How the Tax Cuts and Jobs Act Tax Affects Itemized Deductions

Due to the TCJA or recent tax reform, in addition to nearly doubling standard deductions, several itemized deductions that can be claimed on Schedule A, Itemized Deductions have changed.

Many individuals who formerly itemized may now find it more beneficial to take the standard deduction.

Here are some of the changes to Schedule A for 2018:

Deduction for state and local income, sales and property taxes modified
A deduction for state and local income, sales and property taxes is limited to a combined, total deduction of $10,000 or $5,000 if married filing separately. Anything above this amount is not deductible.

Deduction for home equity interest modified
Interest paid on most home equity loans is not deductible unless the interest is paid on loan proceeds used to buy, build or substantially improve a main home or second home. For example, interest on a home equity loan used to build an addition to an existing home is typically deductible, while interest on the same loan used to pay personal living expenses, such as credit card debts, is not.

Limit for charitable contributions limited on the deduction for charitable contributions of cash has increased from 50 percent to 60 percent of a taxpayer’s adjusted gross income. This means that some taxpayers who make large donations to charity may be able to deduct more of what they give this year.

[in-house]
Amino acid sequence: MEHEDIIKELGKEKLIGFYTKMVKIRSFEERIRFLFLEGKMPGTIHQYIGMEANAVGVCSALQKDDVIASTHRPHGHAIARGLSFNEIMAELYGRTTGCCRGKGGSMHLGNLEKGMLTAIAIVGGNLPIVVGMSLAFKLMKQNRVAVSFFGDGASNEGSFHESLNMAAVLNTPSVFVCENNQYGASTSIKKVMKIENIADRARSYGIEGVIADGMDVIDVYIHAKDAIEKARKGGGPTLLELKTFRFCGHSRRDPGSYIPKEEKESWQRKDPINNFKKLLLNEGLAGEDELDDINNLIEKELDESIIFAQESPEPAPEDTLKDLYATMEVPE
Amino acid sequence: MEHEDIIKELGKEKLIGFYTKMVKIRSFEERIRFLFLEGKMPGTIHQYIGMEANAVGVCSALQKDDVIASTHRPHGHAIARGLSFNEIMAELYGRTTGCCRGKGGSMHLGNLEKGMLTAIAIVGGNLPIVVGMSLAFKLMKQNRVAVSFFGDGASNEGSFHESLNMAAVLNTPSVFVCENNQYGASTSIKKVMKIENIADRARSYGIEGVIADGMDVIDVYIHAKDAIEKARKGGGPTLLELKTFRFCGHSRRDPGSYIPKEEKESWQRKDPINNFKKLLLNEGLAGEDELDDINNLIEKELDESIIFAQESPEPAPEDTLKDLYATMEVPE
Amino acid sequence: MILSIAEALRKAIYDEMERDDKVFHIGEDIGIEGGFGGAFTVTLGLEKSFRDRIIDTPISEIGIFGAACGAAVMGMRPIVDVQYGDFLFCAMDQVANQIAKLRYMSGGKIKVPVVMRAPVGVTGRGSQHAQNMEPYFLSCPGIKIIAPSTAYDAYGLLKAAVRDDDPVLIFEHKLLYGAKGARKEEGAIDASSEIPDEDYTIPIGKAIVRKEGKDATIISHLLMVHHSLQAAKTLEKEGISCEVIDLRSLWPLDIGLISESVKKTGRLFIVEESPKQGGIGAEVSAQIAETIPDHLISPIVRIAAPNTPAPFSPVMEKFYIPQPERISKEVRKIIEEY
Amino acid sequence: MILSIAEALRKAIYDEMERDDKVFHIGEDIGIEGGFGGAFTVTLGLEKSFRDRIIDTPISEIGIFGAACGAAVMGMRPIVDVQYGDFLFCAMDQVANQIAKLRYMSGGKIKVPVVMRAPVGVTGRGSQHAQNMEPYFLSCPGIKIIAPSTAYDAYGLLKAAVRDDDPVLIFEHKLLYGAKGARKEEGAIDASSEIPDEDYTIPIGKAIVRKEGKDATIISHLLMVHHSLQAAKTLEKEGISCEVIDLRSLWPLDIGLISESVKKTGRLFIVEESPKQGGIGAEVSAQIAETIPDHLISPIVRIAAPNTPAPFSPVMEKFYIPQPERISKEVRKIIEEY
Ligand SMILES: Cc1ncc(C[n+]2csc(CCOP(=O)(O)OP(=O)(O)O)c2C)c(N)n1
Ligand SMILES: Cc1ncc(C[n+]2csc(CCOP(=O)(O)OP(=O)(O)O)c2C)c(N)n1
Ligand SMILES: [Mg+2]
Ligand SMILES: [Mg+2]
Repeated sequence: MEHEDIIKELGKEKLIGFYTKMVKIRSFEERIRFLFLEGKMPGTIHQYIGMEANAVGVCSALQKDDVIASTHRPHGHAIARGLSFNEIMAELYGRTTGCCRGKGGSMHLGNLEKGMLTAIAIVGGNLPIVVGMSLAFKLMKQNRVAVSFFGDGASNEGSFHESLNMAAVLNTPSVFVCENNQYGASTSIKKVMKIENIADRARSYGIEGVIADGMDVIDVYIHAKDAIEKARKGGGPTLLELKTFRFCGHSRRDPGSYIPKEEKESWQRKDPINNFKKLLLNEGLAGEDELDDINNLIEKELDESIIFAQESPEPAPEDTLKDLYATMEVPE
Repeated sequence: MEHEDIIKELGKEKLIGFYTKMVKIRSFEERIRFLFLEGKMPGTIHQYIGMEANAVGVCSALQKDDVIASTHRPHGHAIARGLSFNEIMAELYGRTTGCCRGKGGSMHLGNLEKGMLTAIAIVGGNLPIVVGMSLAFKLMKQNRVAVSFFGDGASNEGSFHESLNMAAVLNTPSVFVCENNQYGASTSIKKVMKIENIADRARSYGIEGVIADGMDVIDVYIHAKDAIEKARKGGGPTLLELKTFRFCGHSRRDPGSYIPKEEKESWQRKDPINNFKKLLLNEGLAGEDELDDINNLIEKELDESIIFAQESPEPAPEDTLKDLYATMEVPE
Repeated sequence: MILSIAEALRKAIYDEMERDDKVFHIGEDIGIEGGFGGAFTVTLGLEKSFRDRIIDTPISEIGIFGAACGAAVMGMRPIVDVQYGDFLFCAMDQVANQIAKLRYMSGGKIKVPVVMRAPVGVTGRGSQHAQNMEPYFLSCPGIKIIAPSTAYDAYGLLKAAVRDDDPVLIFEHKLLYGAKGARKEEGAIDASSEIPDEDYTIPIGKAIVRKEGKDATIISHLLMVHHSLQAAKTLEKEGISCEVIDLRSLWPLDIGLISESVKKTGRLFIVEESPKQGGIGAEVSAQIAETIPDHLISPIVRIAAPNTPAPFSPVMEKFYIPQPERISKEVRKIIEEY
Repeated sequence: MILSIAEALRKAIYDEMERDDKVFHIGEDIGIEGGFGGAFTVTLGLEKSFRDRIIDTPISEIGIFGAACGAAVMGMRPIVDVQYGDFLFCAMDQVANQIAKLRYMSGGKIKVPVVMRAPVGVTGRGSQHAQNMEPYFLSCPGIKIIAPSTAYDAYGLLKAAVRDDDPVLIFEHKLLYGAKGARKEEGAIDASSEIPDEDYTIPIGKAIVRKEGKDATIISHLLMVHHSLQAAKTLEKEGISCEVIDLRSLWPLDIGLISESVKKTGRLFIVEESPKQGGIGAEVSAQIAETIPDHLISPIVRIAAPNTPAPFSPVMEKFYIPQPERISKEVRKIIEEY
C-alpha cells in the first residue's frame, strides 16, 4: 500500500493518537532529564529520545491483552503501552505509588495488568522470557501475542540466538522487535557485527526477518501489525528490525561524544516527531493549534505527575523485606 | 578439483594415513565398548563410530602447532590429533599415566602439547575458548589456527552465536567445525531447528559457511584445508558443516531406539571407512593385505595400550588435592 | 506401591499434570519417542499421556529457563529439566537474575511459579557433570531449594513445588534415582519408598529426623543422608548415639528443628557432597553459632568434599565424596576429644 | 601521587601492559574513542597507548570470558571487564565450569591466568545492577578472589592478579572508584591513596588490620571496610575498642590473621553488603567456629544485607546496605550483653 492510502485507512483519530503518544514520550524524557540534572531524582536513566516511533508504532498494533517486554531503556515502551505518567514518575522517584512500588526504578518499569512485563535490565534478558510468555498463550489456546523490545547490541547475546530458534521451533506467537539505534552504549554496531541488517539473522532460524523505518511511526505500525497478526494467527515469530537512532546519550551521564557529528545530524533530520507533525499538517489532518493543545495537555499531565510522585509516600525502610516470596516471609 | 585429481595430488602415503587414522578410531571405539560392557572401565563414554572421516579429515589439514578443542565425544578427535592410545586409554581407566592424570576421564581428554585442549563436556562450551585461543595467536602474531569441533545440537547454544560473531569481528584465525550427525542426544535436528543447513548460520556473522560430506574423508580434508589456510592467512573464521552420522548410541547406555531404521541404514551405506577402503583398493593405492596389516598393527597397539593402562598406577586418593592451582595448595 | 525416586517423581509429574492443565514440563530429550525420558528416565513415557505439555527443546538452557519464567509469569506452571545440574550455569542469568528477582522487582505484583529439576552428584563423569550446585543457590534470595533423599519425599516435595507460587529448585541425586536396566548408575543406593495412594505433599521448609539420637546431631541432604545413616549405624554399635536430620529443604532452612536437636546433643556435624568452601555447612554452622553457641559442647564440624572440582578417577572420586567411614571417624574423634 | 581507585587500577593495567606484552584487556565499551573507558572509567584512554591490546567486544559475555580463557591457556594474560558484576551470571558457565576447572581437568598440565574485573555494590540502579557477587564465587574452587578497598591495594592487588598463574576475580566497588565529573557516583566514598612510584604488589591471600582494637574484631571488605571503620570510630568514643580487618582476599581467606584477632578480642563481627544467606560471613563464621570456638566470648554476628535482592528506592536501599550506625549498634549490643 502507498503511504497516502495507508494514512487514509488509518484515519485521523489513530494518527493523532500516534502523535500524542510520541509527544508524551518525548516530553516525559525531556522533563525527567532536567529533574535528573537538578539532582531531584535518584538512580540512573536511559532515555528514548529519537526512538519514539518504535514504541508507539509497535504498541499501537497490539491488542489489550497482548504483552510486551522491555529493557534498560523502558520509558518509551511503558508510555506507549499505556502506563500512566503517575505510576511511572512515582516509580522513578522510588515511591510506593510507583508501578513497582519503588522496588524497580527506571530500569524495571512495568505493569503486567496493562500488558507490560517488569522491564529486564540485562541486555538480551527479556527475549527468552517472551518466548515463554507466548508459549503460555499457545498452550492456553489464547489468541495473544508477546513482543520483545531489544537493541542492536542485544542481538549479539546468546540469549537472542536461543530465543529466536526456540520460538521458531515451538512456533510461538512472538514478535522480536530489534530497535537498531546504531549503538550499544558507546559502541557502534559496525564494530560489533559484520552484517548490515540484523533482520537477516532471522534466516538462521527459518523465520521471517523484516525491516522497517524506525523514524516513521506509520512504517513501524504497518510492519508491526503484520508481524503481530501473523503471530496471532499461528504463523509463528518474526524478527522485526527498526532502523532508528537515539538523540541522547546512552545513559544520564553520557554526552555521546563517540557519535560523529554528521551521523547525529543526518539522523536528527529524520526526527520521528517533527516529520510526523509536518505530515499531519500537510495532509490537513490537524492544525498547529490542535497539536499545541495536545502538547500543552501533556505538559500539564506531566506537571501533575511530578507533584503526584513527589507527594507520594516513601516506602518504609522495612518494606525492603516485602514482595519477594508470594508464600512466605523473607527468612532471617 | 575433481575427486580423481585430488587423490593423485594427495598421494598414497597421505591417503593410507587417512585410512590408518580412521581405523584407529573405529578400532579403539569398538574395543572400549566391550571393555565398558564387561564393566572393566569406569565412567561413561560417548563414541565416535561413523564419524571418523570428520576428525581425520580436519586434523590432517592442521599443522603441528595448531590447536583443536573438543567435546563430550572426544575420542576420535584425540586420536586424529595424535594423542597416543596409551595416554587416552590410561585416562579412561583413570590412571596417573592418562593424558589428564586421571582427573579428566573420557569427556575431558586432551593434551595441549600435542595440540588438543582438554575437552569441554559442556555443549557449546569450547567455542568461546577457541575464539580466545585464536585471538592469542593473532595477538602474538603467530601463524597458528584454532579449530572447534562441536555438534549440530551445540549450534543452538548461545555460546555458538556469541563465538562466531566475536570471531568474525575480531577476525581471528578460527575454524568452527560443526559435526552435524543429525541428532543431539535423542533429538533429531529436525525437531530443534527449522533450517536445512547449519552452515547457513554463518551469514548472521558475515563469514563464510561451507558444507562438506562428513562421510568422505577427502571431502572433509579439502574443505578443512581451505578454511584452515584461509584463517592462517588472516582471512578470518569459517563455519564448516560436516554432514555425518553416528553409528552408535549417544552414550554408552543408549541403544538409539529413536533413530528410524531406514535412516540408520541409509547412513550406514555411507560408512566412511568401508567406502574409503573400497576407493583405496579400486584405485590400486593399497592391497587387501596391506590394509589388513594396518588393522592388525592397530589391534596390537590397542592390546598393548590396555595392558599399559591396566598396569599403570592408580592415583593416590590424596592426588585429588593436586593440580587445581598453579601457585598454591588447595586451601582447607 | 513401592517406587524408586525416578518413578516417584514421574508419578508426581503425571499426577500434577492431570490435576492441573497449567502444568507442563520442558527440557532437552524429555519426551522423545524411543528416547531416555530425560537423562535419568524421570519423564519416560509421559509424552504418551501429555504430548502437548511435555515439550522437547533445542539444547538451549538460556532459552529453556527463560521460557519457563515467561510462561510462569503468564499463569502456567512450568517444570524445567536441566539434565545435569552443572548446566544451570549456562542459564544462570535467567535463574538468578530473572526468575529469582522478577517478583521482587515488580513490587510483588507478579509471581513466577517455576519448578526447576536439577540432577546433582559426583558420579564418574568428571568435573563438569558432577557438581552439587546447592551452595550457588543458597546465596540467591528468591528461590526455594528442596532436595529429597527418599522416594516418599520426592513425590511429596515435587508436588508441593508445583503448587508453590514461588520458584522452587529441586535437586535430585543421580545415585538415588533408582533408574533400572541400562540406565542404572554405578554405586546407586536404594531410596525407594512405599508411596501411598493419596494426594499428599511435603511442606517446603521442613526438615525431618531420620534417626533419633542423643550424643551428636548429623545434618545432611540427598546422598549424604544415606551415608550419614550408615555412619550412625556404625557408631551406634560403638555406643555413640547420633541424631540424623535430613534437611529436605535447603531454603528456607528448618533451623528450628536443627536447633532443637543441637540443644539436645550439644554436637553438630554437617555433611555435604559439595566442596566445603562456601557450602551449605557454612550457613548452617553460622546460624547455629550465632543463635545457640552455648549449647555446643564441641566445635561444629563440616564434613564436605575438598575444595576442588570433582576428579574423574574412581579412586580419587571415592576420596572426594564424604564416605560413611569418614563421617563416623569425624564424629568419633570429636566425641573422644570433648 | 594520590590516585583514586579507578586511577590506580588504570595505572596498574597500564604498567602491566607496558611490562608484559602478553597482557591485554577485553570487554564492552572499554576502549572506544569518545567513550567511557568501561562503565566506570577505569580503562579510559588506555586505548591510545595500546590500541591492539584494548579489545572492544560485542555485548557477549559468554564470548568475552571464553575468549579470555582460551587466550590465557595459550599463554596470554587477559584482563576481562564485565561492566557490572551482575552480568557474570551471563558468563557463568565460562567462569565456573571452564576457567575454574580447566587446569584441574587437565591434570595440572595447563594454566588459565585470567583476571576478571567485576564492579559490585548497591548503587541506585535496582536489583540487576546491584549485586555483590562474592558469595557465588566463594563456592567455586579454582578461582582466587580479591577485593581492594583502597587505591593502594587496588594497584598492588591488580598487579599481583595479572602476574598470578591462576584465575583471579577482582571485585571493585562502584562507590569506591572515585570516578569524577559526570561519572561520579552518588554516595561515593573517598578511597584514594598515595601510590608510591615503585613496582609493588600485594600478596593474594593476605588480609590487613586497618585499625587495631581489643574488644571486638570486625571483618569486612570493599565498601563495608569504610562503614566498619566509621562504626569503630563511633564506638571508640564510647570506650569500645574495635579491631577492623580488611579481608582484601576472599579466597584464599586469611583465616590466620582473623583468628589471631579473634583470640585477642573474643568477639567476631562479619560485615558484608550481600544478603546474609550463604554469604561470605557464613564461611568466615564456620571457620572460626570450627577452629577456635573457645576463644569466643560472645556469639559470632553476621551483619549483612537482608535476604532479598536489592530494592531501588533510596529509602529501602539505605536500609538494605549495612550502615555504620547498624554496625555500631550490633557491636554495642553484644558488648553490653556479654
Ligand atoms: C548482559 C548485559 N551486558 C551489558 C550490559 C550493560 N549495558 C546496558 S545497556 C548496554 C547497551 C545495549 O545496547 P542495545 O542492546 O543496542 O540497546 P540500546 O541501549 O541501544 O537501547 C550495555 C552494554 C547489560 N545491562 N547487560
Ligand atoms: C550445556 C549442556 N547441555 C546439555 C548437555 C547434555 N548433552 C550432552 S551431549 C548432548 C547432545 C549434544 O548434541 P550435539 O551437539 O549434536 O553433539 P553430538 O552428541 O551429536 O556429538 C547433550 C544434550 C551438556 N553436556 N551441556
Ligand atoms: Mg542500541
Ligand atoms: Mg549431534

Deduction for casualty and theft losses modified to only include federally declared disasters.

Miscellaneous itemized deductions exceeding 2 percent of adjusted gross income are no longer deductible.
This includes unreimbursed employee expenses such as uniforms, union dues and the deduction for business-related meals, entertainment and travel. It also includes deductions for tax preparation fees and investment expenses, such as investment management fees, safe deposit box fees and investment expenses from pass-through entities.

If you have itemized deductions in the past, you many see a change on your 2018 return.  This can have a huge impact on your overall taxable income and you may not benefit from itemizing deductions as you had in the past.


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About the Author

Kay Sowa is a paralegal in the Trusts and Estates Group at Capehart & Scatchard, P.A. She is an IRS Enrolled Agent, an Accredited Estate Planner®, and a Certified Trust and Fiduciary Advisor. She oversees the trust and estate administration practice for the firm. She is an accomplished author and lecturer who has frequently spoken on behalf of a number of organizations including the National Business Institute and the Institute of Paralegal Education.

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